China Miéville’s History Of The Russian Revolution Offers Stark Lessons For Today


How do we remember the Russian Revolution? Infused with the noblest of intentions and ideas, it ultimately begat disaster. “We know where this is going,” writes China Miéville in his new study of the revolution, October. “Purges, gulags, starvation, mass murder.”

A century has passed since the House of Romanov was overthrown and the Bolsheviks, led by Vladimir Lenin, unleashed a revolution they hoped would lead to the worldwide overthrow of capitalism and the liberation of the miserable proletariat. If Lenin’s dubiously preserved corpse could rise from the dead, he would probably be horrified: The workers of the world never united, but the capitalists sure did. Yet none of this was preordained. “Its degradation was not a given, was not written in any stars,” Miéville asserts.

A wildly imaginative English novelist known for his blending of horror, fantasy, and science fiction, Miéville is a committed leftist and proud partisan in this engaging retelling of the events that rocked the foundations of the twentieth century. His goals are not condemnation or hagiography. In a blow-by-blow account of the year 1917, he hopes to reintroduce history to a world that has a habit of forgetting it. And lucky for him, a book about a year of great upheaval arrives just when old orders seem to be crumbling all around us.

Before the horrific civil war, a sclerotic Soviet regime, and Stalin’s terror, there were revolutionaries who dreamed of handing land over to peasants, democratizing the military, enacting universal suffrage and education, and ending imperialism. Female revolutionaries like Alexandra Kollontai stood at the front of the movement. One hundred years ago, as Miéville notes, an All-Russian Muslim Conference passed ten principles, including the equality of the sexes, a woman’s right to vote, and the noncompulsory nature of the hijab.

No matter where you fall on the political spectrum, reckoning with the Russian Revolution is a challenge. As Miéville cautions while describing a young leftist of the revolution named Joseph Stalin, “any account of the revolution is haunted by a ghost from the future, that twinkly-eyed, mustachioed monstrosity, Uncle Joe, the butcher, key architect of a grotesque and crushing despotic state — the -ism that bears his name.” Stalin is not Stalin in 1917. He is a “weathervane,” like a “grey blur.” In Miéville’s narrative he’s something of a bit player.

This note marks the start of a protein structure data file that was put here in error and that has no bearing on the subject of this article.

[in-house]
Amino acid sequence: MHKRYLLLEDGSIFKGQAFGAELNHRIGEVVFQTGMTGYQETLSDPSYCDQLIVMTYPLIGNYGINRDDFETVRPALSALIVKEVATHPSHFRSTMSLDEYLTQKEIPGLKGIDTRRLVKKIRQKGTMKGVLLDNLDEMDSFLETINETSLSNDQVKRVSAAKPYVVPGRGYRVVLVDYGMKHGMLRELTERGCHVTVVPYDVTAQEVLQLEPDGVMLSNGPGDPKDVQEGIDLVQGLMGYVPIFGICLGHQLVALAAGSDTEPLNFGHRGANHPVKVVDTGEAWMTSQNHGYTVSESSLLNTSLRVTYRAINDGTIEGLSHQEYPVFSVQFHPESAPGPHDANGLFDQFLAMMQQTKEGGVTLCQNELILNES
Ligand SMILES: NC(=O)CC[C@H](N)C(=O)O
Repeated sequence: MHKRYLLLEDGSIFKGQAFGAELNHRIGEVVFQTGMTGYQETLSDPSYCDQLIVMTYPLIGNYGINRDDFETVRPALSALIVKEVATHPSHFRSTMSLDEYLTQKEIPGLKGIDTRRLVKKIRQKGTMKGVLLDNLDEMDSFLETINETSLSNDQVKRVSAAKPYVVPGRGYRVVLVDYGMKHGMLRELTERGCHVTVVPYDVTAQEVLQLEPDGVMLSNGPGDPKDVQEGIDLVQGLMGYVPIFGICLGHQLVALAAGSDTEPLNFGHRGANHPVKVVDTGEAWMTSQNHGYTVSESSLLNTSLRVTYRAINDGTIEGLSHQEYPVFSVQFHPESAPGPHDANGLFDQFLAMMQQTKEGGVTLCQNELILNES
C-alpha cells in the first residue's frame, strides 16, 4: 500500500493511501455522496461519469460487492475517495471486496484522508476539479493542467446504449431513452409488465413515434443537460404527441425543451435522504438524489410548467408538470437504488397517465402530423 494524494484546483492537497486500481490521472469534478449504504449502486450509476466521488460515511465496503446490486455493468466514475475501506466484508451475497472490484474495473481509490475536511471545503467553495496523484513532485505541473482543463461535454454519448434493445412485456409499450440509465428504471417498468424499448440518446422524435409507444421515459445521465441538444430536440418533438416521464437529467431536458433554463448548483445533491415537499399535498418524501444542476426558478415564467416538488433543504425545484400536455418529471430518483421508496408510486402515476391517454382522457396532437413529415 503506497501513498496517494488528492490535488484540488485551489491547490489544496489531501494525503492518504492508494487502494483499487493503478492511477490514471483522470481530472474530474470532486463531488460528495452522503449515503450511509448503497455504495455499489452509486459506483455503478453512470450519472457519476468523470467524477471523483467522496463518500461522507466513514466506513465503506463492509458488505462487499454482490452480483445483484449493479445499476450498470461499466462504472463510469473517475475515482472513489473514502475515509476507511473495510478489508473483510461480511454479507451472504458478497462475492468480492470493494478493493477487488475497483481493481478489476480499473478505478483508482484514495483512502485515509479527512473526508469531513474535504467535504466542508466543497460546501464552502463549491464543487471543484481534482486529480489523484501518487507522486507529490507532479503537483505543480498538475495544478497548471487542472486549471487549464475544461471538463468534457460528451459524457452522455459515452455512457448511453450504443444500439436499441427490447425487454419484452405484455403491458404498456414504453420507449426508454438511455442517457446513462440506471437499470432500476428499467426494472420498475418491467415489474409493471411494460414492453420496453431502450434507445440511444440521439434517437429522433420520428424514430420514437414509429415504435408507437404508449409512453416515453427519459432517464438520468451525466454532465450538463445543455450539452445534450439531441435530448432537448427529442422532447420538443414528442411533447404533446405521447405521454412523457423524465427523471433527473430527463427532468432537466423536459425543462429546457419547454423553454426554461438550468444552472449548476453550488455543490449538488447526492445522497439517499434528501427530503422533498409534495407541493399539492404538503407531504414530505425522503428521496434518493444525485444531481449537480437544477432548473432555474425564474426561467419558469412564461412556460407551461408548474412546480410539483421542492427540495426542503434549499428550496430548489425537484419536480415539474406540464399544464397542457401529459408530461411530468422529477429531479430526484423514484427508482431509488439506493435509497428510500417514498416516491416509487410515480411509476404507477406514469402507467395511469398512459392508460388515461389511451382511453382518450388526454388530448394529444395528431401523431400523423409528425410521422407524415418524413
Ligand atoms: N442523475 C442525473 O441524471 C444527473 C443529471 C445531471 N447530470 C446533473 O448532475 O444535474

The author’s point is that history must be understood in its moment, not just in a future context unknown to its participants. With his painterly touch and zest for characterization — Lenin is as mercurial as he is brilliant, a “striking, prematurely balding man with distinctive narrow eyes” — he sets the scene in St. Petersburg, eventually renamed Petrograd and then Leningrad, the seat of the revolution. There, “one hundred thousand corpses” lie beneath the streets, worked to death by the hand of Peter the Great, who dreamed up the city in 1703. For 300 years, the Romanovs ruled Russia, enslaving peasants and ethnic minorities while shackling the empire in a relative dark age. Inchoate, immense, and backward, Russia was not anyone’s ideal staging ground for radical change.

The seeds of revolution were sown in the late nineteenth century. Most know the names of Lenin and his collaborator and rival, Leon Trotsky, perhaps imagining a unified Communist front marching straight at the Winter Palace. But as Miéville reminds us, the originators of the revolution were multifarious, including leftists and moderates of all stripes, and forgotten men like Andrei Zhelyabov, who once lamented that “history is too slow” and was hanged in 1881 for plotting the assassination of Tsar Alexander II.